Water as a Symbol for the Holy Spirit in John

In the Gospel of John, the Holy Spirit is likened to water. While interacting with the Samaritan woman at the well (Jn 4), Jesus offers her living water. He declares that anyone who drinks this water will never thirst again. Once received, this water will become a spring, welling up to eternal life (v. 13). By the end of the encounter, the Samaritan woman accepted the offer of Jesus since she leaves her water jar behind and goes on a mission, bringing her townspeople to encounter Jesus (vv. 28-29). Later, on the final day of the Feast of Tabernacles, Jesus again promised living water to the thirty who come to him (7,37-39). In this episode, the living water that Jesus gives is clearly identified as the Spirit (v. 39). When blood and water flowed from his pierced side as he hung on the cross (19,34), Jesus finally gave the Spirit – the living water – to his followers.

For readers of John today, much of the significant of the image of water can be easily missed. For many, water is readily available. Those living in an urban setting can be unaware of the necessity of water for agriculture and thus daily sustenance. Modern readers can forget that water is a basic necessity for life and its lack is something to be feared. In first century Palestine, water was not in abundant supply nor as readily accessible. Long droughts were not uncommon. From their daily experience, those who first heard the Holy Spirit described as water would have been struck by the image. The necessity of water for life would have been much more present in their minds. Similar to water, they could readily grasp how urgent and necessary the Holy Spirit is.

First century Jews would also appreciate the significance that water had in their Scriptures and therefore better appreciate what Jesus was offering them with the “living water”. In the Old Testament, water can be used to symbolize the following realities: 1) wisdom (Prov 10:11; 13:14; Wis 7:25); 2) the Spirit of God (Isa 32:15; Ez 36:25-26; Joel 2:28-29); 3) cleansing (Lev 14:5-6.50-52; Zech 13:1); 4) the Torah (Sir 24:23-29); 5) the power of healing (2 Kgs 12:5); and 6) the final state of salvation (Isa 30:23-26; 41:17-20; Ez 47; Zech 13,1). For the initial audience of John’s Gospel, the water that Jesus offered the Holy Spirit could be understood as fulfilling all these meanings which water had in the Old Testament.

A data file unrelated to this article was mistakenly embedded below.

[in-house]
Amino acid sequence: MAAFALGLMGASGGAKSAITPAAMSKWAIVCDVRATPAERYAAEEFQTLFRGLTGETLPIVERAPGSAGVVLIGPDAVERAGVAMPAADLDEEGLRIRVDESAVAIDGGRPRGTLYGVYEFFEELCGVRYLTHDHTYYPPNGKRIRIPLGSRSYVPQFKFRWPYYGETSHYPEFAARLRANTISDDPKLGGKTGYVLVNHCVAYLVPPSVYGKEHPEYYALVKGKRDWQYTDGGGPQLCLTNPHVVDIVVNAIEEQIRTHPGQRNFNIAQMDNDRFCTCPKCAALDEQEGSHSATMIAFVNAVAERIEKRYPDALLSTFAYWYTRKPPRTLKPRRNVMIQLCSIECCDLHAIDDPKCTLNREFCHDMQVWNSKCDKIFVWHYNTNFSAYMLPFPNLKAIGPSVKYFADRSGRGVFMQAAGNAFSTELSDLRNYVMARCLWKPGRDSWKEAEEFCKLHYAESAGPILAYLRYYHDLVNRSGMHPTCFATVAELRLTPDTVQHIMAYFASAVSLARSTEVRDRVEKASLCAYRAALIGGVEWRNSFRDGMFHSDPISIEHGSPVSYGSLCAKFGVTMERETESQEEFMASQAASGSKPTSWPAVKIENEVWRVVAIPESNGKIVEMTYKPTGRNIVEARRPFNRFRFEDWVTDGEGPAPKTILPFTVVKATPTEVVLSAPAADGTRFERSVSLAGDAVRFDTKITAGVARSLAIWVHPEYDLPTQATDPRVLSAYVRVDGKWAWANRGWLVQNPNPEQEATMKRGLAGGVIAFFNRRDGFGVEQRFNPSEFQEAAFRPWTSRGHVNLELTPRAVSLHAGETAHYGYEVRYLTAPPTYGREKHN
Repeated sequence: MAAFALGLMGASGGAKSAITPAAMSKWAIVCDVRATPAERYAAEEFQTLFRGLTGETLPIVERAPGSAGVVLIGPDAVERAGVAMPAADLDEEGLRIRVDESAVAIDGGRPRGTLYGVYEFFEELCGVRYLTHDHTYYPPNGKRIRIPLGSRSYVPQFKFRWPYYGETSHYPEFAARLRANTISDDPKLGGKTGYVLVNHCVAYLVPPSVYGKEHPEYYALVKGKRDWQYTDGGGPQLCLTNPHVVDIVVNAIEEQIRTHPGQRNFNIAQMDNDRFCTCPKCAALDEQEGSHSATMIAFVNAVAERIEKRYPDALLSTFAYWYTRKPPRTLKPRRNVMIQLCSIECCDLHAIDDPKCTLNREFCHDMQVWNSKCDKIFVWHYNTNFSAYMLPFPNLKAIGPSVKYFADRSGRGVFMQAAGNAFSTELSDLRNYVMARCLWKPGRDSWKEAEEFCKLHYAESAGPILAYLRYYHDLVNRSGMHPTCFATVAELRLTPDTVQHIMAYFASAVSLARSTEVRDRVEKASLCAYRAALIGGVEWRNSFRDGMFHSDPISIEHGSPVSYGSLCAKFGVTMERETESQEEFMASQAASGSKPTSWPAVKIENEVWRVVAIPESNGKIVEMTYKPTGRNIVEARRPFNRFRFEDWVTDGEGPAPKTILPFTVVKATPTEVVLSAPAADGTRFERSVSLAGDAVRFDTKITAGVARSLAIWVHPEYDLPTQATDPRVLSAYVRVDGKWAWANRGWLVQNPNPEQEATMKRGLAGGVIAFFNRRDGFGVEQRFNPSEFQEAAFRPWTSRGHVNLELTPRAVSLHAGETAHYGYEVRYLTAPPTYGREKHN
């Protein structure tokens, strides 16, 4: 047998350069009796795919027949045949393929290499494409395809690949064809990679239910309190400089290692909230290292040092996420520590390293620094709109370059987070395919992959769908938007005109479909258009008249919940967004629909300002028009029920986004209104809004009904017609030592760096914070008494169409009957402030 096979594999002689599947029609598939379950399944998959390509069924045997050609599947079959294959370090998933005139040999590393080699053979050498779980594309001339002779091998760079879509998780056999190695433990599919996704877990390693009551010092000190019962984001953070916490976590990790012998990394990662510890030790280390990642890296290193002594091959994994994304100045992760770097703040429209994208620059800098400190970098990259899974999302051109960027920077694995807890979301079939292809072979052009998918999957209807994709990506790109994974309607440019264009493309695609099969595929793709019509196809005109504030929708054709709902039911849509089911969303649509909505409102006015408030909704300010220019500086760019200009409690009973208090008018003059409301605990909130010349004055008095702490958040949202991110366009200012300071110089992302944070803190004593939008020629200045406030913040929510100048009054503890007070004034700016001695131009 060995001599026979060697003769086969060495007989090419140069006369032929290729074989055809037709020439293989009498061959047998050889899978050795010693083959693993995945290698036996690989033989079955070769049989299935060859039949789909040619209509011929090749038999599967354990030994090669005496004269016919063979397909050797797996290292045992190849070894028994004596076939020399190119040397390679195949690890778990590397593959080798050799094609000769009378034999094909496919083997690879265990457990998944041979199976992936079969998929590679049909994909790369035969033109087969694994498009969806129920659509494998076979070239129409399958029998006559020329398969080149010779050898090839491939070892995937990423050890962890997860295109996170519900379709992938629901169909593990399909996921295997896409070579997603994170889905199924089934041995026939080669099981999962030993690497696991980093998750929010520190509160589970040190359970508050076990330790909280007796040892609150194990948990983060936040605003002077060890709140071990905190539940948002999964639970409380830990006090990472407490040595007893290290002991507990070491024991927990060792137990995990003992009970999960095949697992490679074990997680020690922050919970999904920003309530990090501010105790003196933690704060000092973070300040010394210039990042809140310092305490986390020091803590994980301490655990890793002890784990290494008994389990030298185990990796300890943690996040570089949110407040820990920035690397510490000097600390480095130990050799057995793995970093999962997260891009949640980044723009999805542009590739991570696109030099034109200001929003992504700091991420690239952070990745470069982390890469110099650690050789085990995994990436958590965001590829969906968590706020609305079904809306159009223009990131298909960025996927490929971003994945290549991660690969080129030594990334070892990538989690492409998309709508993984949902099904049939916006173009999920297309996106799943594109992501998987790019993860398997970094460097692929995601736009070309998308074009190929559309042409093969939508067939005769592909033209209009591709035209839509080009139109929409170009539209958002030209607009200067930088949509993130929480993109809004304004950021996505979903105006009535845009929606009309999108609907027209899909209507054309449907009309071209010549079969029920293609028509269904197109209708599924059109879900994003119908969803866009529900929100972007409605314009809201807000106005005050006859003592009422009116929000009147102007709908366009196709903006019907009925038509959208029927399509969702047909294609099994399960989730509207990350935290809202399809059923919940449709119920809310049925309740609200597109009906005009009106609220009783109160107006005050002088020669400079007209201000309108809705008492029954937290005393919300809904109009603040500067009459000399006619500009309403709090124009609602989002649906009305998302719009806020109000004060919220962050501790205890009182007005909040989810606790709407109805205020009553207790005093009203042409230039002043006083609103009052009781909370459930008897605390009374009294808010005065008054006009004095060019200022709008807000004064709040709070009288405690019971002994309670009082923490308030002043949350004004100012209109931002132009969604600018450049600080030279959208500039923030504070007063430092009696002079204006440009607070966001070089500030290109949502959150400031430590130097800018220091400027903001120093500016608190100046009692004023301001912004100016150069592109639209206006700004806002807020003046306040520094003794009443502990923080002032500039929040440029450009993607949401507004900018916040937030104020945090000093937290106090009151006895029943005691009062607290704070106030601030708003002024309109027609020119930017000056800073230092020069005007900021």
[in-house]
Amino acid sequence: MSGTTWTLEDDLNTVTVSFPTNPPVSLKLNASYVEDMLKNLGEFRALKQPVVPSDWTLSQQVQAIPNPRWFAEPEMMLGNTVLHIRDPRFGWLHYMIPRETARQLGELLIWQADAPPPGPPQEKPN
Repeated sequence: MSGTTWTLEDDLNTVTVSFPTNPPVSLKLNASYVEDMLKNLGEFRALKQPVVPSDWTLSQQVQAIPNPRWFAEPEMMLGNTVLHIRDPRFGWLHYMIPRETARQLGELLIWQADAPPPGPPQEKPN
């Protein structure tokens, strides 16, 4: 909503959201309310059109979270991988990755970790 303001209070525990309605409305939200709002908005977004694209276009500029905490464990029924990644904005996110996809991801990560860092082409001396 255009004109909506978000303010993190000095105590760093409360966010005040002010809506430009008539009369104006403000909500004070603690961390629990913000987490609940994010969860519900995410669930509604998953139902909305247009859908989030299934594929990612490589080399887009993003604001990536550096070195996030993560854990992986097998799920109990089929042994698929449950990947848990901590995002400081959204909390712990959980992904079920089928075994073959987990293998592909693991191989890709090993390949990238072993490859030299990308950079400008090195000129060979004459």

One way we can better appreciate the gift of the Holy Spirit is by understanding what it means that the Holy Spirit is the “living water”. The Holy Spirit is necessary for life and growth. Being identified with water, the Holy Spirit corresponds with a rich tapestry of images from the Old Testament and fulfills what water symbolized there. Like the Samaritan woman, let us more fully accept the gift of Holy Spirit in our lives.

A "Culture of Dialogue" in the Bible

In response to discord in society, Pope Francis has called for a “culture of dialogue”. He encourages us not to ignore or stigmatize those we disagree with. Rather, we are to respect them and enter into open dialogue. In this way, consensus and agreement can be built. If we look carefully, we are able to find a culture of dialogue within the Bible. There are texts within the Bible that are clearly in dialogue and even disagreement with one another. Authors take up themes presented by previous writers and engage with them, offering another perspective. Over time, a clearer picture of God’s revelation is painted. 

For example, consider two questions posed by Isaiah. During a polemic against idolatry he asks, “to whom can you liken God and what form compare to him?” (Isa 40:18). According to the prophet, nothing on earth can compare to God. Some chapters later, Isaiah puts this question in the mouth of God: “where could you build a house for me, what place could serve as my abode?” (Isa 66:1). Again, the answer is clear. God cannot live anywhere on earth.

Isaiah’s questions are taken up in Genesis 1:26 and Exodus 25:8-9. These texts, which probably took shape sometime after the questions in Isaiah were written, give different answers. Genesis 1:26 narrates that God made man in his image and likeness. Unlike Isaiah 40:18, the author of Genesis 1:26 clearly believed that there was something on earth that could be likened to God: every human person. In Exodus 25:8-9, God promises Moses that if he builds a sanctuary just as he is commanded, then God will dwell there. Unlike Isaiah 66:1, the author of Exodus 25:8-9 thought that God could dwell somewhere on earth.